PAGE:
Today’s the day. We’re going to visit the Taj Mahal. It’s 6 am and we’re walking across the foyer of the Radisson Blue to meet our new French-speaking guide. I’m relieved that yesterday’s unsatisfactory guide is being replaced. From the corner of my eye I see a man standing alone and wonder if it’s him. “Oh dear”, says Jean Michel at that moment, “We’re out of luck, it’s the same guide as yesterday.” “I don’t believe it!”, I reply. “I’m very surprised to see you here,” I say when he reaches us. “We were not happy with your services yesterday and asked for another guide. We were told we would get one.” He looks taken aback. Jean Michel explains that his attitude was unprofessional and he failed to show us two important sights at Fatehpur Sikri.
“I have three children,” he pleads, “you have to give me another chance.” I’m shocked at his tactics. “I’m self-employed, too”, I answer. “If I don’t satisfy my customers, they don’t give me any more work. I’m sorry.” We move towards the entrance in search of our driver, Rajendar. The man I noticed earlier is now outside and I hear him speak to the guide in Hindi. Jean Michel gets into the car and the guide starts to follow. I address the second man in French and ask if he’s our new guide. He says he is so I briefly explain what has happened. I tell yesterday’s guide that he is not to come with us and ask the new guide to join us. He had not been told he is replacing someone else.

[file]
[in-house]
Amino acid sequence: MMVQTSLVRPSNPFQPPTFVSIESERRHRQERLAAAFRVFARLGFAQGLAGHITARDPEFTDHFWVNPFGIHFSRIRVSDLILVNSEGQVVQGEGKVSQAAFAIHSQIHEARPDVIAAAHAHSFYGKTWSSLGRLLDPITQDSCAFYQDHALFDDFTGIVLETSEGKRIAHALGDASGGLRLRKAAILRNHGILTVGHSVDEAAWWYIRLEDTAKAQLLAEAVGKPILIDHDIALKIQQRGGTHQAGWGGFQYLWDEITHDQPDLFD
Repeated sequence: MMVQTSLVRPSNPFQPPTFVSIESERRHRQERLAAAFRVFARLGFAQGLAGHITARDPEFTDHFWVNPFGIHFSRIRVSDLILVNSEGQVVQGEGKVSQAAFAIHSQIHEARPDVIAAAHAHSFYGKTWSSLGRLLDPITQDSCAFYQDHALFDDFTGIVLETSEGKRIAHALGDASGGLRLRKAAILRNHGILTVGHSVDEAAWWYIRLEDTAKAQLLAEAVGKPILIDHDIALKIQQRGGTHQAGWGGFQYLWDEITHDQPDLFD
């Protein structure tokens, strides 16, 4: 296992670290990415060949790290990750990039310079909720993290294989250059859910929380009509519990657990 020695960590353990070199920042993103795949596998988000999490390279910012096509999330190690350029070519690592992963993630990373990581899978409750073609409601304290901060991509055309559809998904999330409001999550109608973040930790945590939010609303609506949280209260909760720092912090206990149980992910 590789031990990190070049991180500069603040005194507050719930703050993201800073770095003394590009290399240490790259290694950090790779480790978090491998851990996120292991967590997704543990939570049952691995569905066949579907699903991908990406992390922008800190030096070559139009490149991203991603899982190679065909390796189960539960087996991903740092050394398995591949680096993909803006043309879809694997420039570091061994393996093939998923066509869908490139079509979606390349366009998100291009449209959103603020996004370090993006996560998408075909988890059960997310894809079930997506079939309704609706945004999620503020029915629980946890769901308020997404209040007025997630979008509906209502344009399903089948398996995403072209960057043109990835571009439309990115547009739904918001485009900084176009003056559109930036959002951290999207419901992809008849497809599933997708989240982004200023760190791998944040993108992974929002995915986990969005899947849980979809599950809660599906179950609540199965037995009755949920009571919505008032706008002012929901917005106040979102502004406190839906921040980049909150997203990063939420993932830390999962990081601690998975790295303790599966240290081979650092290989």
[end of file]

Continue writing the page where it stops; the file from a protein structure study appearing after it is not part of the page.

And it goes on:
We get in the car. Vik introduces himself and asks the usual get-to-know-you questions. We can already tell that he’s our sort of guide. He speaks good French, is easy to understand and obviously enjoys his job. Within a few minutes we’re in the Taj Mahal parking lot. Vik tells us to join our respective body-search queues and goes to get the tickets. At 6.30, the queues start moving. We all meet up inside and start walking towards the gate leading to the Taj Mahal.
As we walk through the gate, the magic starts to work. Although I was disappointed yesterday, I’m not today. To my astonishment tears come to my eyes. The Taj Mahal is absolutely majestic. Despite the many visitors milling around us, I feel as though we are there alone! Vik offers to take our photo then takes us to one side where it’s less crowded.
We walk down to the Taj Mahal then up the steps and across the entrance so that we are on the right side facing the east façade (all the façades are identical). There is NO ONE. Vik sits us down so we can watch the changing light on the building and tells us the story of the Taj Mahal. Commissioned in 1632 by the Mughal emperor, Shah Jahan (who reigned from 1628 to 1658), it was built to house the tomb of his favourite wife, Mumtaz Mahal. Before she died giving birth to their 14th child, she asked him to build a mausoleum that would show how much he loved her.
It was essentially completed eleven years later but other phases of the project continued for another ten years. The cost was colossal and some 20,000 artisans were employed. It became a UNESCO World Heritage Site in 1983 for being “the jewel of Muslim art in India and one of the universally admired masterpieces of the world’s heritage”.